Once the arthroscope is in safely in the knee one is able to continue to work under direct vision. But surgeons often forget that they can use direct vision to determine exactly where to make their subsequent portals.
Remember that the arthroscopy started with the arthroscope in the antero-lateral portal, looking into the notch (blue circle) ... From here, it is possible to see the main features of the anatomy inside the knee cavity.
Moving the arthroscope over to the medial side (the right on the drawing) the surgeon can see the rounded end of the femur bone - the femoral condyle, which is normally covered with glistening white hyaline cartilage (red circle). Below this is the flat upper surface of the tibia bone - the tibial plateau.
Sandwiched between condyle and tibial plateau is the flattened semi-circular (semi-lunar) meniscus, with its free edge on the inner aspect.
I'll just move the arthroscope over further to the outer edge of the meniscus. Here you can see that the meniscus is attached along its outer (lateral) edge to the joint capsule, which looks in this picture like a silk curtain over to the right.
Remember I mentioned that surgeons often forget that they can use direct vision to determine exactly where to make their subsequent portals? Well, this part of the capsule, now under direct vision, is the area where a needle is passed from the outside to locate the right position for the portal. The needle makes very little damage, so it is OK to try two or three positions before committing oneself.
I'll show you what I mean.
The light source itself shines from the inside to illuminate the skin, identifying roughly the position where the needle should go.
Carefully a thin hypodermic needed can be pushed through from the skin into the joint, and it is easy to adjust its position to ensure that the next portal is made without damage to any of the structures.
The scalpel then follows in the same position as the needle, to make the second portal under direct vision. Following this I introduce a small pair of artery forceps or the blunt end of a pair of dissecting scissors. I open these a little to stretch the portal and make it easier to introduce the probe, and the probe is introduced.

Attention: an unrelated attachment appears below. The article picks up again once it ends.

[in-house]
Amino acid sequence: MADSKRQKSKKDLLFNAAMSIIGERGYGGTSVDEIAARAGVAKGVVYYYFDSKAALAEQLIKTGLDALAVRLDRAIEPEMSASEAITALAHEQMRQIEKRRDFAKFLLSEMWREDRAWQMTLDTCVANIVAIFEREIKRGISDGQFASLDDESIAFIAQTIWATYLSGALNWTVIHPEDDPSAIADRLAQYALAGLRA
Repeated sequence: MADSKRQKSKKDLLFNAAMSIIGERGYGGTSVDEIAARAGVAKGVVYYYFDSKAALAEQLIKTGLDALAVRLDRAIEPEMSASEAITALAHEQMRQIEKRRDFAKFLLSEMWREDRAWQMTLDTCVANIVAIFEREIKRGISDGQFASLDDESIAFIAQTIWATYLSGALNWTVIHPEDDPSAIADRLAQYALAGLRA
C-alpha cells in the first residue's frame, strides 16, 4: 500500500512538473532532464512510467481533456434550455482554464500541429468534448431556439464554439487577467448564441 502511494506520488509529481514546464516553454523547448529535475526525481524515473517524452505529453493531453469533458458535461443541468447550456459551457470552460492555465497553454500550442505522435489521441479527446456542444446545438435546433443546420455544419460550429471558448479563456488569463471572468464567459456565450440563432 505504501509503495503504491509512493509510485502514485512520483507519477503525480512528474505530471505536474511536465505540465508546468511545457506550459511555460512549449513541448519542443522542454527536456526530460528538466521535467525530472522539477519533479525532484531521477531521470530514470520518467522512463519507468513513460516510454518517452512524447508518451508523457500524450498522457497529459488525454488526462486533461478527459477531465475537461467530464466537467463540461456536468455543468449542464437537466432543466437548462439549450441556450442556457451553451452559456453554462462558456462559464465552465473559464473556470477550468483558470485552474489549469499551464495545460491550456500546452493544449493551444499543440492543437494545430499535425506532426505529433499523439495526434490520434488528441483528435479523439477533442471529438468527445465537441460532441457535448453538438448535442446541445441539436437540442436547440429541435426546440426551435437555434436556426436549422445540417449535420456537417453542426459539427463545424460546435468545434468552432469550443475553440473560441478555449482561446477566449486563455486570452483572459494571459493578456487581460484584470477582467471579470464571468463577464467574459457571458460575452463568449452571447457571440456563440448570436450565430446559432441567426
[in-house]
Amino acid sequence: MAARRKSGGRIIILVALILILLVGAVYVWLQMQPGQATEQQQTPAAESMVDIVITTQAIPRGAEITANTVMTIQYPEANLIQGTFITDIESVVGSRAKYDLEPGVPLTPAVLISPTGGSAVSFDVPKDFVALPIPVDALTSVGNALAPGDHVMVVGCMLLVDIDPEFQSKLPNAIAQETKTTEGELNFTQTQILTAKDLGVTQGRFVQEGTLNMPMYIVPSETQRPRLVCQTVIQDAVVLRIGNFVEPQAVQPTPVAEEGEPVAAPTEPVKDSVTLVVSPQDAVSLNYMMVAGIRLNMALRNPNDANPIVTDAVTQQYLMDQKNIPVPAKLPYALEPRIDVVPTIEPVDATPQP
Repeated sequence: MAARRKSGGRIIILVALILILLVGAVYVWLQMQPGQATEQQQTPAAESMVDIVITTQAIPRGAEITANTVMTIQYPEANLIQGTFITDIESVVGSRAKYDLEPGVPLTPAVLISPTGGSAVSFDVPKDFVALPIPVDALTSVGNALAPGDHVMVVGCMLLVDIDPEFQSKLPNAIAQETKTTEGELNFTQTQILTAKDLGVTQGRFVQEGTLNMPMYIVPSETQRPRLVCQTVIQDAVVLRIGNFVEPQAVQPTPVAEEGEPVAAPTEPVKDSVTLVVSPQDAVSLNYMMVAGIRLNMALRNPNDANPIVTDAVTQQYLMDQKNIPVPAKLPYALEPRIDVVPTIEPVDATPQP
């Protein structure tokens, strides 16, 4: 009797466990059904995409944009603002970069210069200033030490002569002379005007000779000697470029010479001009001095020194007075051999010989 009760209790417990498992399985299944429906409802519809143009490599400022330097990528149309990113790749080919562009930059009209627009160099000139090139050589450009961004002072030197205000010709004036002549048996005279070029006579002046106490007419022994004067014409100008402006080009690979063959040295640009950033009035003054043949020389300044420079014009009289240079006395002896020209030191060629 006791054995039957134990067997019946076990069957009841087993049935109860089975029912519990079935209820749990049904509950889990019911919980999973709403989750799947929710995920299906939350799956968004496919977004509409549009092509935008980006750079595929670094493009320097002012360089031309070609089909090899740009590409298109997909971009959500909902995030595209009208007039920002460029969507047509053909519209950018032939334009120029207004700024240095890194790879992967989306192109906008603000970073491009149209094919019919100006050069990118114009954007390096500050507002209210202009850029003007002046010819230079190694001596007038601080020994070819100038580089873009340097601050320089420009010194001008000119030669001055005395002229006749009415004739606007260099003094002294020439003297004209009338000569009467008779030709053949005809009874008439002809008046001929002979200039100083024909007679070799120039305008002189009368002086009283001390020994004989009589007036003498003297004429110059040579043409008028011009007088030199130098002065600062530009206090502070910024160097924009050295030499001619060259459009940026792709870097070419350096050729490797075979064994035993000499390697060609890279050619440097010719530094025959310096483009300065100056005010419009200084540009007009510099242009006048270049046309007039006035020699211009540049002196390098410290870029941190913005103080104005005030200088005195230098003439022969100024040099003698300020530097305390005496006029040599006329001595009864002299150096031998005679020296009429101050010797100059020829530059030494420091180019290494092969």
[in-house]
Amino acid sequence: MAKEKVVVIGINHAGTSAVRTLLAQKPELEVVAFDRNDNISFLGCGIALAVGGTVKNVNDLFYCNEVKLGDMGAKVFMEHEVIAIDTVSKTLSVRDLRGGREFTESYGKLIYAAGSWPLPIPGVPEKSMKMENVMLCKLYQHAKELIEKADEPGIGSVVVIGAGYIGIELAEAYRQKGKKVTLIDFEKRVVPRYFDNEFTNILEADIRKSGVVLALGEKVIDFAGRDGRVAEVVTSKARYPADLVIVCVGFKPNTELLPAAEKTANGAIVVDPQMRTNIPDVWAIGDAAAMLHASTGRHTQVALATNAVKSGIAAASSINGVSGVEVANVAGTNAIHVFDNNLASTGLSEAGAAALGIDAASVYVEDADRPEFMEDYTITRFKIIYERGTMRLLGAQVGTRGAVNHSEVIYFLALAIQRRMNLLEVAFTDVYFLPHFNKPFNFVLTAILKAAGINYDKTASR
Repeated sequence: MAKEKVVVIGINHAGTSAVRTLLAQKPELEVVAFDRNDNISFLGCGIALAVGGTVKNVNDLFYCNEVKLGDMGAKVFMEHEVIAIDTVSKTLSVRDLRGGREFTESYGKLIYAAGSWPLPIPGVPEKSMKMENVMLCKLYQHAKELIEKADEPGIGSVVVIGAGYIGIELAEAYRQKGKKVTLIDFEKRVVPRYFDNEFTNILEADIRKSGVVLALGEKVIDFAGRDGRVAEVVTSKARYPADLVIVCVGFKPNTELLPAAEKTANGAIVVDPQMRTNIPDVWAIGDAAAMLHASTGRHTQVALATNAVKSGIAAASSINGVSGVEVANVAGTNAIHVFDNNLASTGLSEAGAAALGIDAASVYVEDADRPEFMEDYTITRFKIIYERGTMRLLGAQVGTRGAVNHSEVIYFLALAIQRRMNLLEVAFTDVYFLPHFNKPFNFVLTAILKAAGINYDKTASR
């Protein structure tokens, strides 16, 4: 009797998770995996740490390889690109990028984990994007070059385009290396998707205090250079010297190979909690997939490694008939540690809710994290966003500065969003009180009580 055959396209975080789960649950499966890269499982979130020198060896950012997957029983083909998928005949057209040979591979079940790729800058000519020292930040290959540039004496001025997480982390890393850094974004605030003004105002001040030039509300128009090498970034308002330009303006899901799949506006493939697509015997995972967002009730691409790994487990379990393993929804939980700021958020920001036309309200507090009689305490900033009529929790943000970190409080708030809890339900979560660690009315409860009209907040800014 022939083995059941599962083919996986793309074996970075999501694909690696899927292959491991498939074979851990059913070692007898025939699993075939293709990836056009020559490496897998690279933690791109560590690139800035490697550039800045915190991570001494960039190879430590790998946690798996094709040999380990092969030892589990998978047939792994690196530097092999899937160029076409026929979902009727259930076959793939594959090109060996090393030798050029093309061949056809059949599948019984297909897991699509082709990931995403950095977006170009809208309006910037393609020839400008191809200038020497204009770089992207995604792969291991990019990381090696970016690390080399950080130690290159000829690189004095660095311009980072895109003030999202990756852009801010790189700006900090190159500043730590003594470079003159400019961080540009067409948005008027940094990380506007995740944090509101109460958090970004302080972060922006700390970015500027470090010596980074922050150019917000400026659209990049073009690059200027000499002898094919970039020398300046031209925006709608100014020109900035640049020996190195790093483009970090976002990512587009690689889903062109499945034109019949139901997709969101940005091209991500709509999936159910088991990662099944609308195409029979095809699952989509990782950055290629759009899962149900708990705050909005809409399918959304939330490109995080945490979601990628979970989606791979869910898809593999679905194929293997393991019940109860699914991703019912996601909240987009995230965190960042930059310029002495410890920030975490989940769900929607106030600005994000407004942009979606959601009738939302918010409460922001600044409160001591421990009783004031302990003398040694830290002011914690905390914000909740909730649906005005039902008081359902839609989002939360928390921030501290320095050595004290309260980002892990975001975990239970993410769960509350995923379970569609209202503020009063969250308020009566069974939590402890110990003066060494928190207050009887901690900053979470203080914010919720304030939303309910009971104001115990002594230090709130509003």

I'm going to show you a video of this sequence now. Don't be put off by the video showing the instruments being inserted on the opposite side of the knee - it is the priniciple I want to demonstrate. Then needle has already been inserted to located the right position, and then removed, but you will see the scalpel following its track, and finally the probe is inserted.
You will then see how the probe is used as a tactile instrument to hunt for damaged or softened areas in both the meniscus and the bony cartilagenous covering. The screen below may appear black - click the little arrow to get it to play. There is no sound recorded.
Because the probe has been placed under direct vision, it is exactly in the best position to examine the meniscus and joint surfaces.
From here, it is easy to slip the blunt end ender the meniscus, and examine it along its length for any hidden tears, and to feel the consistency of the joint surfaces.
Now the surgeon really needs to have good tactile skills, because of something we call 'triangulation'.
The left hand - holding the arthroscope scope and camera - locates the area to be examined. The scope may need to be rotated, so that the light beam, which as I mentioned before is bent at the end, sweeps around to give a wide viewpoint. The camera may also need to be rotated so that anatomy is seen on the screen 'the right way up'. A good assistant is a godsend.
Once the area to be examined is located, the left hand needs to hold very still, so that the surgeon does not become disoriented.
The right hand is at the stage the 'tactile' hand, and the surgeon has to learn to assess the consistency of the tissue below as he examines them with the probe.
Carefully, each anatomical part is examined, then arthroscope and probe are moved to a new area, around all the bends and twists of condyle, notch and meniscus.